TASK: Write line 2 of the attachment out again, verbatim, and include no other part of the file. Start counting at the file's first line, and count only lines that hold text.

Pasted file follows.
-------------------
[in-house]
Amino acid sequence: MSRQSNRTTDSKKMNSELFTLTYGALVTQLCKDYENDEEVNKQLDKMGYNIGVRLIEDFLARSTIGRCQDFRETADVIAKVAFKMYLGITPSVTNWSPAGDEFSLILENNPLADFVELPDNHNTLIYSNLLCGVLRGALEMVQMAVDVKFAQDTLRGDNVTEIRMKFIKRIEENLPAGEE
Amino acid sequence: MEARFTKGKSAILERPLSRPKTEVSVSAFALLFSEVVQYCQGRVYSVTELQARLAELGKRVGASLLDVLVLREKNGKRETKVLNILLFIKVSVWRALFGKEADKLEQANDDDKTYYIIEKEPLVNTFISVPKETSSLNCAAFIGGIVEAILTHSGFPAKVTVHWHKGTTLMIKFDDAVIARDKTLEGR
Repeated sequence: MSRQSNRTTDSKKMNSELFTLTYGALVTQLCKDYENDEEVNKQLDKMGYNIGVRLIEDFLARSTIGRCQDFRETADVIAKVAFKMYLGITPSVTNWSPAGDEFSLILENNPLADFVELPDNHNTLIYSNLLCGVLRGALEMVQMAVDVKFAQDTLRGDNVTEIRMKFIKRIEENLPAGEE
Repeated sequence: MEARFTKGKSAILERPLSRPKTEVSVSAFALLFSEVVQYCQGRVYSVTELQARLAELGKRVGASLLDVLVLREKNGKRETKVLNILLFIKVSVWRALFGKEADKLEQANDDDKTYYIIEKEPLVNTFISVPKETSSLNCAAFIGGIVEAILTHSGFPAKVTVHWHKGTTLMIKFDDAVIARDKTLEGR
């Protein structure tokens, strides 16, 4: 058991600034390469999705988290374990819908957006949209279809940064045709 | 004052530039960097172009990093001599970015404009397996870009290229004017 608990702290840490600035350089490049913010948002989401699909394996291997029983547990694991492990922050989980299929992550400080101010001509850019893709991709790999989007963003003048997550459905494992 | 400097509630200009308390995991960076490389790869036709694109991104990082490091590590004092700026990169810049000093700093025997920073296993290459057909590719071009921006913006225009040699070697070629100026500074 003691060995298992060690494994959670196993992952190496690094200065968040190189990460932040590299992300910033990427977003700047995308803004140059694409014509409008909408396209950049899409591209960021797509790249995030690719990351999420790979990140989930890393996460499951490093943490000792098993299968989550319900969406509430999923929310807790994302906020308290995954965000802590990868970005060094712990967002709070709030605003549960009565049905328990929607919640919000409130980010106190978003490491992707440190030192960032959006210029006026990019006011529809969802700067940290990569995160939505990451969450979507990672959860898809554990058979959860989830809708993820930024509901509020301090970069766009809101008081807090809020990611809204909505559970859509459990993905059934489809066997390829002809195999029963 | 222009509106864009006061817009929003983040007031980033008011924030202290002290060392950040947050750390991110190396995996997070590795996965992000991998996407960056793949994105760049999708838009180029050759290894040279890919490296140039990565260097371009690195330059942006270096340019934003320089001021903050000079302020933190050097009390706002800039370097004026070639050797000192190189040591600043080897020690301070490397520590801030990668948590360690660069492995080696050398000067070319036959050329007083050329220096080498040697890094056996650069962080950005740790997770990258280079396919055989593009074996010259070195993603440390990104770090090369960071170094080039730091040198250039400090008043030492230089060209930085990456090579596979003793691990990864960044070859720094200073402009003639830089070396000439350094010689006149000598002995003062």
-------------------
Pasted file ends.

Amino acid sequence: MSRQSNRTTDSKKMNSELFTLTYGALVTQLCKDYENDEEVNKQLDKMGYNIGVRLIEDFLARSTIGRCQDFRETADVIAKVAFKMYLGITPSVTNWSPAGDEFSLILENNPLADFVELPDNHNTLIYSNLLCGVLRGALEMVQMAVDVKFAQDTLRGDNVTEIRMKFIKRIEENLPAGEE